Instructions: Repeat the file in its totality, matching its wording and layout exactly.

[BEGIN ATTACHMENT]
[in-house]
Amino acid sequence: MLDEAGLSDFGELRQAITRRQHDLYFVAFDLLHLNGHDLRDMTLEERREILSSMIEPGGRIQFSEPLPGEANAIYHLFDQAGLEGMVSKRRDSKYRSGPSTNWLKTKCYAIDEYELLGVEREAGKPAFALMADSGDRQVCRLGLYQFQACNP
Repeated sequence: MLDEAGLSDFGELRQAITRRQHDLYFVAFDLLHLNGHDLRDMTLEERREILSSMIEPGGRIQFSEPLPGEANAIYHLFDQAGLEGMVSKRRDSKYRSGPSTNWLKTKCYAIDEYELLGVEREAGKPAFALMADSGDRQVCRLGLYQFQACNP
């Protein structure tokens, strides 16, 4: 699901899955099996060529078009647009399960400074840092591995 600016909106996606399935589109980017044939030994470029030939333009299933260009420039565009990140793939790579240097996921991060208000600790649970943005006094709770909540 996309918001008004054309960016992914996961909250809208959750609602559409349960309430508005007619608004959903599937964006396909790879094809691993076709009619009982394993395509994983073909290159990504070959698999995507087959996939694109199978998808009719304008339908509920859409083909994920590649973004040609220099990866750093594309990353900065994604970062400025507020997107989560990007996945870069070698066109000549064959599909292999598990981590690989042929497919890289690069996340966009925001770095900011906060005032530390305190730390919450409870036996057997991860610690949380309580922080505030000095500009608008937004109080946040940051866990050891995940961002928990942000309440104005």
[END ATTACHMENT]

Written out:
[in-house]
Amino acid sequence: MLDEAGLSDFGELRQAITRRQHDLYFVAFDLLHLNGHDLRDMTLEERREILSSMIEPGGRIQFSEPLPGEANAIYHLFDQAGLEGMVSKRRDSKYRSGPSTNWLKTKCYAIDEYELLGVEREAGKPAFALMADSGDRQVCRLGLYQFQACNP
Repeated sequence: MLDEAGLSDFGELRQAITRRQHDLYFVAFDLLHLNGHDLRDMTLEERREILSSMIEPGGRIQFSEPLPGEANAIYHLFDQAGLEGMVSKRRDSKYRSGPSTNWLKTKCYAIDEYELLGVEREAGKPAFALMADSGDRQVCRLGLYQFQACNP
């Protein structure tokens, strides 16, 4: 699901899955099996060529078009647009399960400074840092591995 600016909106996606399935589109980017044939030994470029030939333009299933260009420039565009990140793939790579240097996921991060208000600790649970943005006094709770909540 996309918001008004054309960016992914996961909250809208959750609602559409349960309430508005007619608004959903599937964006396909790879094809691993076709009619009982394993395509994983073909290159990504070959698999995507087959996939694109199978998808009719304008339908509920859409083909994920590649973004040609220099990866750093594309990353900065994604970062400025507020997107989560990007996945870069070698066109000549064959599909292999598990981590690989042929497919890289690069996340966009925001770095900011906060005032530390305190730390919450409870036996057997991860610690949380309580922080505030000095500009608008937004109080946040940051866990050891995940961002928990942000309440104005």